I've seen lots of fantastic shoes, though always on people's feet rather than in a shop. Not that I have luggage space for more shoes (despite having sent several pairs home I have somehow still ended up with six pairs here in Spain), but I'm inspired. I've also noticed that women in particular wear really bright and groovy specs. If a person is wearing bright red and purple glasses - especially if they are also wearing sort of bohemian-rocker attire - then they are almost certainly local. If they are wearing comfortable sandals and any sort of backpack, especially on their front, they're tourists of course. I don't wear a backpack across my chest, but I will never emulate the effortless cool of Europeans. At least looking a bit like a tourist makes people more understanding when I am butchering their language.


Now of semi-fixed address but apparently unable to receive mail

We're living it up in Barcelona now. For me it feels like an extension of our travels as I can't get beyond feeling like a tourist, except every now and then I do some freelance work or clean the flat, which adds a pinch of normalcy. I expect, given that Jeff has an hour commute to the office each day, he feels more like the holiday is over.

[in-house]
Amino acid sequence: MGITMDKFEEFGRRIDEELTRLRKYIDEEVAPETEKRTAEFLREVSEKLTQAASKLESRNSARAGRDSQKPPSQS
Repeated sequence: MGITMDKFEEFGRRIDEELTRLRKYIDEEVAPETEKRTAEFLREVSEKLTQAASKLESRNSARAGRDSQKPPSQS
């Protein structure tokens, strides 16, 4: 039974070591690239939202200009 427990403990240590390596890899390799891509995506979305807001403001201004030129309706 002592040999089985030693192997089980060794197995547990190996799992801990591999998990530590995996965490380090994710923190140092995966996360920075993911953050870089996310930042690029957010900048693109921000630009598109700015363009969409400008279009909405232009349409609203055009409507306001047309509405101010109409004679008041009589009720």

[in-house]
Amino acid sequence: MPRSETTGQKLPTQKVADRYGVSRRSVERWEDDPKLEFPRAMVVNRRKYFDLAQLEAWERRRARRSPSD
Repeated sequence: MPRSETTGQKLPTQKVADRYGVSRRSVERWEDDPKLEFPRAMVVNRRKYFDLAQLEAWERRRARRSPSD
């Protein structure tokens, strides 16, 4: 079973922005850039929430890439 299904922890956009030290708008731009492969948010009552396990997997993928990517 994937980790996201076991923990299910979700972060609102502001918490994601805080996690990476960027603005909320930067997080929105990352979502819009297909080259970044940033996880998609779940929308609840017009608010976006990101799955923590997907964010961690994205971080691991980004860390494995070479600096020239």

We have a flat in the Eixample, which has turned out to be better than we expected in many ways. It has a lovely back terrace off the bedroom, on which we eat breakfast every morning while enjoying the multi-channel soap opera that the neighbouring terraces provide. The flat also has doors opening onto precarious balconies over the noisy boulevard out front, and you can see the mountains from there. It has high ceilings, wood floors and lots of space. It has a washing machine and dishwasher (SCORE!). However, this being an old building, there are quirks too. Every room has a door that must be closed at all times or drafts slam them shut - and I'm too nervy to handle being startled several times a day. There is no lift in the building and we're at the top, six high-ceilinged floors up. Some of the rooms look out onto really narrow little light wells, so as to have a window of sorts, and sound from other flats carries up in strange and at times alarming ways. The shower oscillates at whim between scalding and freezing. We are not entitled to access the mailbox for our flat, and as we have trouble communicating with the agent (we are trying to pick up Spanish but my linguistically challenged brain keeps defaulting to French) we haven't bothered to ask about it.